Bitcoin now has over 10,000 Lightning channels, while Raiden is not live on Eehereum’s main net (and now has a token, RDN, which had an ICO). Ethereum dapps including Funfair and Spankchain have however built dapp-specific scaling solutions and research on generalized state channels is ongoing by several parties.
Public Attention and Growth
In many of the easiest ways to measure however, participants were largely right to be bullish.
After the price of ETH spent much of 2016 above $10, the price of ether was back under $10 in Q1 2017 and global Google search interest was down following the chaos of The DAO and ETC.
- In March 2017, ETH’s price set an ATH of $50.
- In June 2017, search interest exploded and ETH’s price hit $400.
- In January 2018, search interest surged once again, and at the peak of the bull market, ETH hit $1,400.
If you had bought ETH (with dollars) at any point between the ICO and mid-January 2018, you would have had a profitable trade (if you sold at the top). If you bought in the ICO (at $0.31), you would have returned 451,500 percent (better than equity in Coinbase today at a $8 billion valuation compared to its $4 million seed round, and ETH with public market liquidity).
ETH has undoubtedly been a historic investment opportunity. Compared to many traditional and even crypto asset alternatives, it has often outperformed.
On many time scales however, including in 2018’s bear market (2014’s which it wasn’t around to experience), it has actually severely underperformed.
Both holding $ (as many ICO treasuries now realize they should have done) or even BTC would have been vastly superior strategies in 2018.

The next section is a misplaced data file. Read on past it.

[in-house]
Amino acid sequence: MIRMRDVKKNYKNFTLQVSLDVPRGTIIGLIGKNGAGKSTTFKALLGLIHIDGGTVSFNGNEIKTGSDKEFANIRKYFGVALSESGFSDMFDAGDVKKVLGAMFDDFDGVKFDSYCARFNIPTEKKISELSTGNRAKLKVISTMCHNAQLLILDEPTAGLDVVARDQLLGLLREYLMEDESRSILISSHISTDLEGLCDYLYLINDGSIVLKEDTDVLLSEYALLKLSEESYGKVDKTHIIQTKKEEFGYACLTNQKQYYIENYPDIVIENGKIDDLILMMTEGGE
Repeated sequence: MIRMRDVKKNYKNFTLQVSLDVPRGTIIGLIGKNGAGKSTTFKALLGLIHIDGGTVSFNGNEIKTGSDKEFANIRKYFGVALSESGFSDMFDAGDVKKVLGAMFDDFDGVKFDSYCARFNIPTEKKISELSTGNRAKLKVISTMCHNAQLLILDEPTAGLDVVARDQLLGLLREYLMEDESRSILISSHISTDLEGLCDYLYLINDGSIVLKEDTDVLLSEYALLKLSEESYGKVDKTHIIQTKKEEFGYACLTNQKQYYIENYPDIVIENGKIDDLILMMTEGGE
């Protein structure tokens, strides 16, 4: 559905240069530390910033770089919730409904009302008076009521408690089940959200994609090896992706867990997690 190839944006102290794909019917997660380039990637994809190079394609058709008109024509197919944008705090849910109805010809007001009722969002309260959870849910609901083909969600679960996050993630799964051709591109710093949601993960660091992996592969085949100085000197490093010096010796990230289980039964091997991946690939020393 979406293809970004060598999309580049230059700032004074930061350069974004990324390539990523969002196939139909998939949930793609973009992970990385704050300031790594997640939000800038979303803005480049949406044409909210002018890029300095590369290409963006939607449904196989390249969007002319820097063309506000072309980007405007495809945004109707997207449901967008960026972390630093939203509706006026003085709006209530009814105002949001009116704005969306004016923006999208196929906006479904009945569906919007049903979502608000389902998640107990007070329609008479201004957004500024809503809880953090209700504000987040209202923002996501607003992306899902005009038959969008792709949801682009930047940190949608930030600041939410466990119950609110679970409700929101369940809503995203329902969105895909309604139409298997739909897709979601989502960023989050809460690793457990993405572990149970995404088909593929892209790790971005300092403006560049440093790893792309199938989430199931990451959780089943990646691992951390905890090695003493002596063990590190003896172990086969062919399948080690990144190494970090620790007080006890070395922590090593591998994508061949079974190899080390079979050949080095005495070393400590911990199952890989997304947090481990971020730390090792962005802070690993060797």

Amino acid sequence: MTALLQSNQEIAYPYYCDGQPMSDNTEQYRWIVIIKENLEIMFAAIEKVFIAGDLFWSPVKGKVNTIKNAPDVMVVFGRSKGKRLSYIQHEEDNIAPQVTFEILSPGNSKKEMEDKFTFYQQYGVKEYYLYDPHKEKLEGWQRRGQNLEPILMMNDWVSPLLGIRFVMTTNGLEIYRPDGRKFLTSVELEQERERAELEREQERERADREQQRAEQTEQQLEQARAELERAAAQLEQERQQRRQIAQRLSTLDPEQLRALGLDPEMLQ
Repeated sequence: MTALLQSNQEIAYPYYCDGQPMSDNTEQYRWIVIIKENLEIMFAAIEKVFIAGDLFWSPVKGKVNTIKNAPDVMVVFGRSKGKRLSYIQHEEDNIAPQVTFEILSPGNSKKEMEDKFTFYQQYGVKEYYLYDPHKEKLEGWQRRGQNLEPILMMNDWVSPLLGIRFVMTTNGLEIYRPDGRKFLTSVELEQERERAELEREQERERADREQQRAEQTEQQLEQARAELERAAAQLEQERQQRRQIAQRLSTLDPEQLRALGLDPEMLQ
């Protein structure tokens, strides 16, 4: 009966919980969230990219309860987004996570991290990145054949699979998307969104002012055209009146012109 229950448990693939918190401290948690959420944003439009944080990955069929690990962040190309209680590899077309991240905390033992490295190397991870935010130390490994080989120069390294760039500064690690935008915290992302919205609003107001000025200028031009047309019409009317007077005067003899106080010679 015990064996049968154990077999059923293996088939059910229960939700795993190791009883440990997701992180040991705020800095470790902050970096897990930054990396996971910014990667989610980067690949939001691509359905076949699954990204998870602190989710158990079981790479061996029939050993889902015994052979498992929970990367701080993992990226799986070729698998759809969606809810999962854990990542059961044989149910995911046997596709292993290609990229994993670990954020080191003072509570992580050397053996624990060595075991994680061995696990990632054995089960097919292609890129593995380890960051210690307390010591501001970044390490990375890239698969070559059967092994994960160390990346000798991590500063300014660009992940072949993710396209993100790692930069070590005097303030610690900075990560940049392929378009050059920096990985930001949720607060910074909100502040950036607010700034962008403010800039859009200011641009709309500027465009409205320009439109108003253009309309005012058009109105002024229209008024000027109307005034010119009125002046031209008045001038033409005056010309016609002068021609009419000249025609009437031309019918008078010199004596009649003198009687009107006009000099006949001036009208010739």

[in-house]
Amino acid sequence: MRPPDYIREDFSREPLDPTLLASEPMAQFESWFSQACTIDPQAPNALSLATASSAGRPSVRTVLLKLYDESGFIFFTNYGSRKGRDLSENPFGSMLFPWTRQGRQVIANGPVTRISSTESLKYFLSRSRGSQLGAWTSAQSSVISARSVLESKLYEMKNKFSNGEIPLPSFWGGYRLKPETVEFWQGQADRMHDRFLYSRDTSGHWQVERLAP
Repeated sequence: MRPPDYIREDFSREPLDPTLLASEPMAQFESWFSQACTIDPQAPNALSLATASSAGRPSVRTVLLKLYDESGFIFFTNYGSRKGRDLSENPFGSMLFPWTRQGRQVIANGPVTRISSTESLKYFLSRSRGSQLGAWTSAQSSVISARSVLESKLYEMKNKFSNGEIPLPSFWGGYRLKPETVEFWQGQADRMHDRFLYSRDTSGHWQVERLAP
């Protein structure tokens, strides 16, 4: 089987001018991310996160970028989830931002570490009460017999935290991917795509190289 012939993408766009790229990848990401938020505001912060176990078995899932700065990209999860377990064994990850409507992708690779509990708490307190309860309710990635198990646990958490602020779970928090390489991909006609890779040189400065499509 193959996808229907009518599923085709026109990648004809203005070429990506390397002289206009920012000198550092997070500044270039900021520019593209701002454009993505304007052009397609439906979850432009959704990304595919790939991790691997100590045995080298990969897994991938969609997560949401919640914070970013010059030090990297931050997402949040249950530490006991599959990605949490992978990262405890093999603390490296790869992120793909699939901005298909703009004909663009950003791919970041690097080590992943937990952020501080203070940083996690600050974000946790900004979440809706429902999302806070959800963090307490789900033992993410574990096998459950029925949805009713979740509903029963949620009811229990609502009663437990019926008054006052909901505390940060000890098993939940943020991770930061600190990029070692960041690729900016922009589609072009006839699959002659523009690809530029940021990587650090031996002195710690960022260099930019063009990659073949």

Ethereum has clearly fallen short of technical expectations over the last 18 months.
In all reality, the bar of expectations was simply set far too high by un-savvy retail investors with dollars and tokens in their eyes. The Q2 2017 survey article alluding to the inevitable pop that Spongebob saw coming from stupid inflated tokens was also simply bound to happen.
Perhaps we should be thankful it happened quickly within the last 18 months and now we can enter a period like 2014 and 2015 where there is more focus on building than trading (or at a minimum it can help filter out the good traders from those who good lucky with ‘diversified exposure’ in a bull market).
Much like bitcoin companies benefited from the building heavy period of 2014 and 2015, hopefully ethereum and its dapps can benefit heavily in the coming years from the tech built in 2018’s bear market. Hopefully the price depreciation and forthcoming ICO regulatory actions will further help shape the design of the next wave of projects, fundraisers, and token mechanisms.
To see the contrast between Q1 2017 sentiment and today, help CoinDesk Research by taking the Q3 2018 sentiment survey.
Disclaimer: The author has short exposure to ether, with rationale described in this thesis. Disclaimer.
Rusty ether image via Shutterstock